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Ultima Thule

3.72 of 5 stars 3.72  ·  rating details  ·  29 ratings  ·  7 reviews
Ronny Bronston wanted to see the galaxy -- and he asked to. But the work turned out to be a search-and-arrest mission -- and he was supposed to arrest Tommy Paine

The real, historical Tom Paine was quite character. But this fellow was slipperier, cleverer, more revolutionary -- "and" he hopped about the galaxy like a flea with the hot-foot
Paperback, 84 pages
Published May 1st 2011 by Aegypan (first published March 1961)
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I'd give this a bit under 4 stars.

The premise of this novella is that humanity's expansion out to the stars was often motivated by groups of people who wanted their own planet for their chosen form of political, economic or religious society. As a result, the various planets have radically different cultures which would see each other as misguided. They are held together in a confederation with the number one rule of non-interference with each other.

Ronnie is hired as a new agent of a United Pla
Mankind was exploding through this spiral arm of the galaxy. There was a racial enthusiasm about it all. Man's destiny lay out in the stars, only a laggard stayed home of his own accord. It was the ambition of every youth to join the snowballing avalanche of man into the neighboring stars.
It took absolute severity by Earth authorities to prevent the depopulation of the planet. But someone had to stay to administer the ever more complicated racial destiny. Earth became a clearing house for a tho
Since this was public domain (available at and I assumed it was an early (pre-1923) science fiction story. I was wrong. It's a 1960 story that somehow became public domain.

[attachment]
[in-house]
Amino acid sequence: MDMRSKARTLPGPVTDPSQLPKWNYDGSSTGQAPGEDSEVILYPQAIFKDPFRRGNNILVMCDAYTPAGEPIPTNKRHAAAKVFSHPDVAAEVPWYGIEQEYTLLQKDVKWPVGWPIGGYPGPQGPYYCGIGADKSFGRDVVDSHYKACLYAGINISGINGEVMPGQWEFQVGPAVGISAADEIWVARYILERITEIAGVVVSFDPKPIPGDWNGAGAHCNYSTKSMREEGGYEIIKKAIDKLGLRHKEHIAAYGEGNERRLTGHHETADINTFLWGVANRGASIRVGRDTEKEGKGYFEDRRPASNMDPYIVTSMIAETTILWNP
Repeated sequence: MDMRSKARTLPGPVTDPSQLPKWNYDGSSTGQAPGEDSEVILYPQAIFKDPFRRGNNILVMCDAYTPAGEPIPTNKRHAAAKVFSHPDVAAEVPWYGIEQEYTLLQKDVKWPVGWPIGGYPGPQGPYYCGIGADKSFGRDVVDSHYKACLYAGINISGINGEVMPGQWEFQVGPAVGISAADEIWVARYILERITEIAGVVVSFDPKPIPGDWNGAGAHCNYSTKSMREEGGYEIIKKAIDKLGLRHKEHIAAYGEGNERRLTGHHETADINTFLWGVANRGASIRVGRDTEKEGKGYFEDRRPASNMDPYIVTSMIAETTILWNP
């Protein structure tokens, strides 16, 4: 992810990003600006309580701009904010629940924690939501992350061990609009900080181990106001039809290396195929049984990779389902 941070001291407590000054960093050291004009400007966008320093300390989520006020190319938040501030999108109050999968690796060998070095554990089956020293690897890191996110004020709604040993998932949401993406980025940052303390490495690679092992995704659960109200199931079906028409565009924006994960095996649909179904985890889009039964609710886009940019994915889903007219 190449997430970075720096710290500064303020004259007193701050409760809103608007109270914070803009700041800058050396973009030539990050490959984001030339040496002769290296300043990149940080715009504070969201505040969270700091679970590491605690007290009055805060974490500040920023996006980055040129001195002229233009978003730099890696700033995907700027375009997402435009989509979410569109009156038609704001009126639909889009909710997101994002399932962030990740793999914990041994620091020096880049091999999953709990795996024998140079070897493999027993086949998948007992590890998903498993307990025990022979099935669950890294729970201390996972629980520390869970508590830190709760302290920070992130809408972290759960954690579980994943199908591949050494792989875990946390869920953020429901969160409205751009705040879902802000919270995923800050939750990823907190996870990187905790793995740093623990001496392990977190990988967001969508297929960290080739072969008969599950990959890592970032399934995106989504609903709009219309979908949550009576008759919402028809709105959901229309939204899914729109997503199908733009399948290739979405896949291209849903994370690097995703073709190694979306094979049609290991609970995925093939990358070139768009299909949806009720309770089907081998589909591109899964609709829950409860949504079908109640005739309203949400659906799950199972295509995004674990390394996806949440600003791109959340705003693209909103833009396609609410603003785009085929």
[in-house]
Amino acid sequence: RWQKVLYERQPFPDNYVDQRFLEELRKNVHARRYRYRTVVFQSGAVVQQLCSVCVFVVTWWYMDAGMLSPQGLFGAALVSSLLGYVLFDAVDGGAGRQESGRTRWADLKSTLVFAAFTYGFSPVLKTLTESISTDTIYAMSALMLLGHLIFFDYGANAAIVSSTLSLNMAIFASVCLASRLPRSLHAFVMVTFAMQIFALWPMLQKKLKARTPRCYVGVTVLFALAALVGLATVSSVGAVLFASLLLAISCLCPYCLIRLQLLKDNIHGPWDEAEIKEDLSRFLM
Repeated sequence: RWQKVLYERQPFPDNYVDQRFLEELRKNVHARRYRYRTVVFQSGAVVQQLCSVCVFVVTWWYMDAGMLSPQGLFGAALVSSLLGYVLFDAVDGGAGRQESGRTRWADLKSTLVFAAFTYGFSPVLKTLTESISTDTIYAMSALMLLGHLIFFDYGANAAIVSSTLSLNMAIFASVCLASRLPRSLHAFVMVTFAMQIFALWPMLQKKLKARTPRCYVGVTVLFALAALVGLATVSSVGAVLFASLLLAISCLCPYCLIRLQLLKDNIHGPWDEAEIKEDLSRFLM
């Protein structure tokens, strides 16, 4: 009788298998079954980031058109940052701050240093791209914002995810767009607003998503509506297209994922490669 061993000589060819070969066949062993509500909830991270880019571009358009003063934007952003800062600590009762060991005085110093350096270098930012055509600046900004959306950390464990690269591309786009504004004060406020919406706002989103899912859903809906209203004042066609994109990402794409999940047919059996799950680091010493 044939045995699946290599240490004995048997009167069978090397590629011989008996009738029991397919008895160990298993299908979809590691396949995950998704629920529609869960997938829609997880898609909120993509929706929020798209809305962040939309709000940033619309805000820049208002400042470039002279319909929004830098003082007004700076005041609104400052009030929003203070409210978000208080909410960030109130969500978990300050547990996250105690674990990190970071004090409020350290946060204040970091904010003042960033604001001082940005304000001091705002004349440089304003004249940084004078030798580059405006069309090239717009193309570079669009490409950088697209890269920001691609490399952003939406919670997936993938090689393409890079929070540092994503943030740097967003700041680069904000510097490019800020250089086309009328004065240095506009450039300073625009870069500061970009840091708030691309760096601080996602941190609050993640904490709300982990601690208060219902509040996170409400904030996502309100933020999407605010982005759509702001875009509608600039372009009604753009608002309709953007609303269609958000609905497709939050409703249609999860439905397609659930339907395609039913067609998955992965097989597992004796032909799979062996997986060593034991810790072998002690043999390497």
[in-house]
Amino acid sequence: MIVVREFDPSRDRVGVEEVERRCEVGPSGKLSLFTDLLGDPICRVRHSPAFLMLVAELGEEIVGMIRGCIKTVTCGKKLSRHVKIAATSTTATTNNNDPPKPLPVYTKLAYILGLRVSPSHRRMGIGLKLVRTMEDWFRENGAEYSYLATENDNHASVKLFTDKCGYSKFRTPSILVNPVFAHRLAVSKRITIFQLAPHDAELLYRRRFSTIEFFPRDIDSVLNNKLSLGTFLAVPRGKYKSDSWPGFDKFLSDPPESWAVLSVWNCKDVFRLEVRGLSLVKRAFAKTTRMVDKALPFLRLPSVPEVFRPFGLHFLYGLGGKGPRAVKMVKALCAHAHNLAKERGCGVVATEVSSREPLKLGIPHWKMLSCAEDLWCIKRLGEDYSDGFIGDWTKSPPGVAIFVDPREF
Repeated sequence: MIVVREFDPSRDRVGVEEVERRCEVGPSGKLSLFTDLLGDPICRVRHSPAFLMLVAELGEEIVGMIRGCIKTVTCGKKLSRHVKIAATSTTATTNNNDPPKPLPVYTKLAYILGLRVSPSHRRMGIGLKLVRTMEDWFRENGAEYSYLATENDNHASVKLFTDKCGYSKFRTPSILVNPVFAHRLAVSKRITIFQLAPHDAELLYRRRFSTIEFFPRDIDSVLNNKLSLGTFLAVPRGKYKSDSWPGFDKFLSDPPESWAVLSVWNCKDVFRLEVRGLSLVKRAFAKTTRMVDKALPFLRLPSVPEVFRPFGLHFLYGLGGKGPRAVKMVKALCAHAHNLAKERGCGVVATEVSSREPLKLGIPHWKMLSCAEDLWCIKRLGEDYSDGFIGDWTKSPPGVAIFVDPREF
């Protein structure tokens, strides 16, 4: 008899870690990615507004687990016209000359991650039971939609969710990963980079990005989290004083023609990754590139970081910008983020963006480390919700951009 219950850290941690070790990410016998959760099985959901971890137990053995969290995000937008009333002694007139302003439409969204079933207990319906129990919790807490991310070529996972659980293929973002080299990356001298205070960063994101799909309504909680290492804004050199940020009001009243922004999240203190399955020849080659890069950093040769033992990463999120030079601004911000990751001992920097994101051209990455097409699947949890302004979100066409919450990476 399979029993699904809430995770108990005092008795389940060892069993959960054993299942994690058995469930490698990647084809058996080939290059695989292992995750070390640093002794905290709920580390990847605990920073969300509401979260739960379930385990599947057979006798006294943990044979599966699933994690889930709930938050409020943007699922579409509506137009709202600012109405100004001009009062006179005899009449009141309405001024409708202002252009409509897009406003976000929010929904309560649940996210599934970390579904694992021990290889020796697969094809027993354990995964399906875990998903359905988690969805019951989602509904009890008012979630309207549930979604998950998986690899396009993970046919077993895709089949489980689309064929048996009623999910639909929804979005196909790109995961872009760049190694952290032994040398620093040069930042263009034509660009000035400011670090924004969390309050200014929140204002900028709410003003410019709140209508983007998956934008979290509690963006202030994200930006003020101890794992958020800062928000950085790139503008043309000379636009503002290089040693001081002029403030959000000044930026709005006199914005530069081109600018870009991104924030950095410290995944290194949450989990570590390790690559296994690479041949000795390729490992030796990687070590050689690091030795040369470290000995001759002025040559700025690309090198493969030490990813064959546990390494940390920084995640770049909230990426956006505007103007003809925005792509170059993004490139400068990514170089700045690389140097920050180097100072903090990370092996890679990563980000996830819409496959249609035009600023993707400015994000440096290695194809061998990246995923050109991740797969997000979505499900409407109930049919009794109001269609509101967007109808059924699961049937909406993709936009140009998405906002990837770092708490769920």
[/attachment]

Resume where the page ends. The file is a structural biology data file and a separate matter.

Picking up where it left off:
About a guy who wants to join the space patrol, or star police, or whatever the hell they called the interplanetary government agency in this book. And then he gets his first assignment. And he's DISILLUSIONED.

It's not deep, though it thinks it is. I guess one reason I look down my nose at a lot of
Nice short amusing science fiction novella.
And, as it was FREE, for download on the Kindle, I certainly got my money's worth.
Will be checking out some more Mack Reynolds science fiction soon.
Mark Dewey
This is a great science fiction story. I highly recommend it. It's rather short (about 30k words), so it's a quick read (about 2 hours of listening if you get the free LibriVox recording that I did—see the book link above).

Anyway, there are a lot of ideas seen in this story that future authors (such as Orson Scott Card, in /Speaker for the Dead/) revisit. It reminds me of a mix between the said Card book and /The Scarlet Pimpernel/, with the perspective all switched around. It's kind of a myster
Enjoyable quick read on "school" night.
Marts  (Thinker)
Who or what is Tommy Paine and what is the secret of Section G, Ronny Bronston soon finds out...
Patrick Smith
Patrick Smith marked it as to-read
Sep 12, 2014
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Dallas McCord "Mack" Reynolds was an American science fiction writer. His pen names included Clark Collins, Mark Mallory, Guy McCord, Dallas Ross and Maxine Reynolds. Many of his stories were published in "Galaxy Magazine" and "Worlds of If Magazine". He was quite popular in the 1960s, but most of his work subsequently went out of print.

He was an active supporter of the Socialist Labor Party; his
More about Mack Reynolds...
Mission to Horatius (Star Trek: The Original Series) Galactic Medal of Honor Looking Backward, From The Year 2000 Tomorrow Might Be Different The Towers of Utopia

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